South Africa’s private security sector leaves guards feeling unsafe and unprotected
The people that South Africans rely on to protect them and their properties are, in turn, in need of protection. Employers are not honouring pension fund commitments and a mandatory fund is accused of misgovernance.
South African security guards, who already earn a pittance, are being ripped off by their employers – and possibly by their pension fund when it comes to their retirement savings.
The office of the Pension Fund Adjudicator revealed last week that it had reported the Private Security Sector Provident Fund (PSSPF) to the Financial Sector Conduct Authority (FSCA) for what appears to be systemic problems with fund governance and administration. The fund was the biggest contributor to complaints in the past year, with employers accused of failing to pay over contributions while making deductions from employees’ salaries.
Pension Fund Adjudicator Muvhango Lukhaimane says she is concerned about the quality of responses that required follow-ups and the fact that the fund had failed to take advantage of her office’s revised complaints management process.
“There was no attempt at all on [the PSSPF’s] part to resolve complaints directly with members,” she said.
In a statement last month, the FSCA confirmed that it had previously conducted a supervisory on-site inspection of the PSSPF in November 2017. Since then, it made an application for the fund to be placed under curatorship. But in September 2018, with the agreement of the trustees, it appointed statutory managers to the board of the fund.
The statutory managers then commissioned an independent forensic investigation of the fund. After these investigations, the FSCA “commenced with regulatory action against various parties”. It would not divulge anything further as this action is an ongoing and confidential process, it says.
Olano Makhubela, the FSCA’s divisional executive for retirement funds, explains that a curatorship, which can be by consent between the regulator and the fund’s trustees or by court order, takes away the management of the fund and vests it with the curator.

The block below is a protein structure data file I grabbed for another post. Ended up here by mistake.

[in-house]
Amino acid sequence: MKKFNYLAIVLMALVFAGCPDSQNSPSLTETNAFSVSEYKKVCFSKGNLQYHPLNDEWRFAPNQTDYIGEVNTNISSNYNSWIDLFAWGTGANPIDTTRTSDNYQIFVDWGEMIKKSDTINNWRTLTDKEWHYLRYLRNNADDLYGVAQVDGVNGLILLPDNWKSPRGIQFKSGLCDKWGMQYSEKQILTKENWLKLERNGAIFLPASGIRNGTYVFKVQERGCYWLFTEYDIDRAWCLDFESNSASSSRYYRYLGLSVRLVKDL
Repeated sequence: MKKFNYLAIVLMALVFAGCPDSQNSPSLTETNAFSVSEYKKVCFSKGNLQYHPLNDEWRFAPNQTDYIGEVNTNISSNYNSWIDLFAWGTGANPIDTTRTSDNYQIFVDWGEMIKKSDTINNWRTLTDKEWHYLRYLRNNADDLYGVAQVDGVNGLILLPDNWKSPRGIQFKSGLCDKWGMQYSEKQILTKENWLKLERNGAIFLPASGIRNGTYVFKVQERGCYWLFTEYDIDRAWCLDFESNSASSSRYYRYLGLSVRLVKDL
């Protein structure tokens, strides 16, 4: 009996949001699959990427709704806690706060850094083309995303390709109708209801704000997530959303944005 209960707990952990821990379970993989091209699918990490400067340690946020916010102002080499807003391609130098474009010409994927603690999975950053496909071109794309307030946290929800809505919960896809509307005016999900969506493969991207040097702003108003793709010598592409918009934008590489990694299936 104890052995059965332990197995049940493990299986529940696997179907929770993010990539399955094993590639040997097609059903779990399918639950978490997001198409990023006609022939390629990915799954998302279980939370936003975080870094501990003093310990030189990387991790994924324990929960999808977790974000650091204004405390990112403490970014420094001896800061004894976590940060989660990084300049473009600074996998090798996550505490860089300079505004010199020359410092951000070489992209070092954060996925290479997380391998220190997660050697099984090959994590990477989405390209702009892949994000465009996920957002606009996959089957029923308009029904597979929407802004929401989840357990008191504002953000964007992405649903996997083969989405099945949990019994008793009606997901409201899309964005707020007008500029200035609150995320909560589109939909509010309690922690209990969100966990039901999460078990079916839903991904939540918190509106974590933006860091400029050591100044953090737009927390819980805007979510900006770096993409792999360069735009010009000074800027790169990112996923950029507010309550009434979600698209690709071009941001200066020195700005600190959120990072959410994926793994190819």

“Given the history with some of the curatorship in terms of costs and duration, the unions were worried about losing their participation in the management of the fund over a protracted period, which would also have significant cost implications on the fund.”
A statutory manager, on the other hand, is appointed by agreement between the fund’s trustees and regulator. Makhubela says, in this case, management is still vested in the trustees, but they are overseen by the statutory manager, and work jointly with him.
“It is important to note that one of the conditions stipulated by the FSCA before agreeing to a statutory manager was that certain trustees could not continue on the fund, given the various allegations,” he says.
Lukhaimane says her office has been referring matters relating to the management of the fund to the FSCA for at least the past seven years.
“There is also a huge problem with the administration of the fund. In some instances, employers are paying contributions, but these are not being allocated timeously to the members’ records. This has resulted in instances where some employees have asked their employers to stop contributing to the fund [which is against the law] because they have seen their colleagues leave without receiving their benefits or die and have dependants not receive the death benefit.”
She notes that the private-security sector is “very peculiar” in several ways. Employers do not need to have a track record to participate in the sector. The Private Security Industry Regulatory Authority (PSiRA) licenses security companies and regulates how they operate.